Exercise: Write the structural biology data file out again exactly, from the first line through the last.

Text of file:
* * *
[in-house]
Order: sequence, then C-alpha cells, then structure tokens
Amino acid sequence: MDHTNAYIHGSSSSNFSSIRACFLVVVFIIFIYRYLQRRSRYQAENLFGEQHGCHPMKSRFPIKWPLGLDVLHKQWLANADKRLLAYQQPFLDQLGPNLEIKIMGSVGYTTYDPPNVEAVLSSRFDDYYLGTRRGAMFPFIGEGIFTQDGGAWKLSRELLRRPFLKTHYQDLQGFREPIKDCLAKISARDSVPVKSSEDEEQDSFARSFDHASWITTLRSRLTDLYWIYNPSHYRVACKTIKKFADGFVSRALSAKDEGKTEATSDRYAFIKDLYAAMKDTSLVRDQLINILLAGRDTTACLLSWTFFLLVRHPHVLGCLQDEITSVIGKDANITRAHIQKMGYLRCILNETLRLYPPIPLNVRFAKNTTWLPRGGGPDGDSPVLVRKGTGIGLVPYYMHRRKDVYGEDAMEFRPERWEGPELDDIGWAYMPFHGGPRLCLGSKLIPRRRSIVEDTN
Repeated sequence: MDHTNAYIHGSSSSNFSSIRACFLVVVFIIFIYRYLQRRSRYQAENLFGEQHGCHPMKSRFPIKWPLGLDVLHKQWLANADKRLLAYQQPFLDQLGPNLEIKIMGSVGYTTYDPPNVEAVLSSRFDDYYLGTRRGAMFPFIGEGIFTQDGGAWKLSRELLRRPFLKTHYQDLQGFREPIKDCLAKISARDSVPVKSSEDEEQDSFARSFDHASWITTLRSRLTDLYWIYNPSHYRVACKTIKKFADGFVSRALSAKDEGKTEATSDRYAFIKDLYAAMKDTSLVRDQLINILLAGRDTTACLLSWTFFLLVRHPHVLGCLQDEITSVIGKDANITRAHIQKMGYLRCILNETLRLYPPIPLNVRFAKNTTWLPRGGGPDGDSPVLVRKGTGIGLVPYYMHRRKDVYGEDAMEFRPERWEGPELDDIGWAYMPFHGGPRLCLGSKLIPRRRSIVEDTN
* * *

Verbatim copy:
[in-house]
Order: sequence, then C-alpha cells, then structure tokens
Amino acid sequence: MDHTNAYIHGSSSSNFSSIRACFLVVVFIIFIYRYLQRRSRYQAENLFGEQHGCHPMKSRFPIKWPLGLDVLHKQWLANADKRLLAYQQPFLDQLGPNLEIKIMGSVGYTTYDPPNVEAVLSSRFDDYYLGTRRGAMFPFIGEGIFTQDGGAWKLSRELLRRPFLKTHYQDLQGFREPIKDCLAKISARDSVPVKSSEDEEQDSFARSFDHASWITTLRSRLTDLYWIYNPSHYRVACKTIKKFADGFVSRALSAKDEGKTEATSDRYAFIKDLYAAMKDTSLVRDQLINILLAGRDTTACLLSWTFFLLVRHPHVLGCLQDEITSVIGKDANITRAHIQKMGYLRCILNETLRLYPPIPLNVRFAKNTTWLPRGGGPDGDSPVLVRKGTGIGLVPYYMHRRKDVYGEDAMEFRPERWEGPELDDIGWAYMPFHGGPRLCLGSKLIPRRRSIVEDTN
Repeated sequence: MDHTNAYIHGSSSSNFSSIRACFLVVVFIIFIYRYLQRRSRYQAENLFGEQHGCHPMKSRFPIKWPLGLDVLHKQWLANADKRLLAYQQPFLDQLGPNLEIKIMGSVGYTTYDPPNVEAVLSSRFDDYYLGTRRGAMFPFIGEGIFTQDGGAWKLSRELLRRPFLKTHYQDLQGFREPIKDCLAKISARDSVPVKSSEDEEQDSFARSFDHASWITTLRSRLTDLYWIYNPSHYRVACKTIKKFADGFVSRALSAKDEGKTEATSDRYAFIKDLYAAMKDTSLVRDQLINILLAGRDTTACLLSWTFFLLVRHPHVLGCLQDEITSVIGKDANITRAHIQKMGYLRCILNETLRLYPPIPLNVRFAKNTTWLPRGGGPDGDSPVLVRKGTGIGLVPYYMHRRKDVYGEDAMEFRPERWEGPELDDIGWAYMPFHGGPRLCLGSKLIPRRRSIVEDTN